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Ultrasound Med Biol. 2000 Jan;26(1):1-27.

Advances in ultrasound biomicroscopy.

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  • 1Sunnybrook Health Science Centre and Department of Medical Biophysics, University of Toronto, Ontario, Canada.


The visualisation of living tissues at microscopic resolution is attracting attention in several fields. In medicine, the goals are to image healthy and diseased tissue with the aim of providing information previously only available from biopsy samples. In basic biology, the goal may be to image biological models of human disease or to conduct longitudinal studies of small-animal development. High-frequency ultrasonic imaging (ultrasound biomicroscopy) offers unique advantages for these applications. In this paper, the development of ultrasound biomicroscopy is reviewed. Aspects of transducer development, systems design and tissue properties are presented to provide a foundation for medical and biological applications. The majority of applications appear to be developing in the 40-60-MHz frequency range, where resolution on the order of 50 microm can be achieved. Doppler processing in this frequency range is beginning to emerge and some examples of current achievements will be highlighted. The current state of the art is reviewed for medical applications in ophthalmology, intravascular ultrasound, dermatology, and cartilage imaging. Ultrasound biomicroscopic studies of mouse embryonic development and tumour biology are presented. Speculation on the continuing evolution of ultrasound biomicroscopy will be discussed.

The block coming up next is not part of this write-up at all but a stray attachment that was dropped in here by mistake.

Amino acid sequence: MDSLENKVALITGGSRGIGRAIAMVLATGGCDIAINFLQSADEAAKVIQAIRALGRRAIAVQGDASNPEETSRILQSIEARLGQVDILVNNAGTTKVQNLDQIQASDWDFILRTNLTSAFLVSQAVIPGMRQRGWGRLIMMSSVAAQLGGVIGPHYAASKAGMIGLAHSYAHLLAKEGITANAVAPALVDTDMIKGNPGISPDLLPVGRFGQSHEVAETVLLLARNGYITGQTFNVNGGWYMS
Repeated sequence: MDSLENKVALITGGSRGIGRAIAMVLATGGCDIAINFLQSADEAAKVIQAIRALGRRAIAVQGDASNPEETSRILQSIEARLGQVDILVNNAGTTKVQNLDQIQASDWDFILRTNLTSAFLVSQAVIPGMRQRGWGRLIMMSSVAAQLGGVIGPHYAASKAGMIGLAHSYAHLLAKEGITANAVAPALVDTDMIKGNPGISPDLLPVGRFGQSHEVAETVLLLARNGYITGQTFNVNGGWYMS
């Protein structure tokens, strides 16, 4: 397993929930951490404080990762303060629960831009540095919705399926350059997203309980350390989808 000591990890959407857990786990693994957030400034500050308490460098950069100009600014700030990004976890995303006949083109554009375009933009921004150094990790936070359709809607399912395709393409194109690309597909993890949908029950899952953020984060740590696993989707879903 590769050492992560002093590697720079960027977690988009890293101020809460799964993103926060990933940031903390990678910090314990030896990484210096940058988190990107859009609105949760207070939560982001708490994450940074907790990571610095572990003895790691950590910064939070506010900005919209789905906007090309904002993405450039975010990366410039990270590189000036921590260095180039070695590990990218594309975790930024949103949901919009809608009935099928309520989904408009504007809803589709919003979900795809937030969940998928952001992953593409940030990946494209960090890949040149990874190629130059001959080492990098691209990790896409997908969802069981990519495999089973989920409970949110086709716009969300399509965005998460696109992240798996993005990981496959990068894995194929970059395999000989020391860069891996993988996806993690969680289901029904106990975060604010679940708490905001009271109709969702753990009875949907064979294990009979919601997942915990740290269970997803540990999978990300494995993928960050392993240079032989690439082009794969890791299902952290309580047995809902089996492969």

[PubMed - indexed for MEDLINE]
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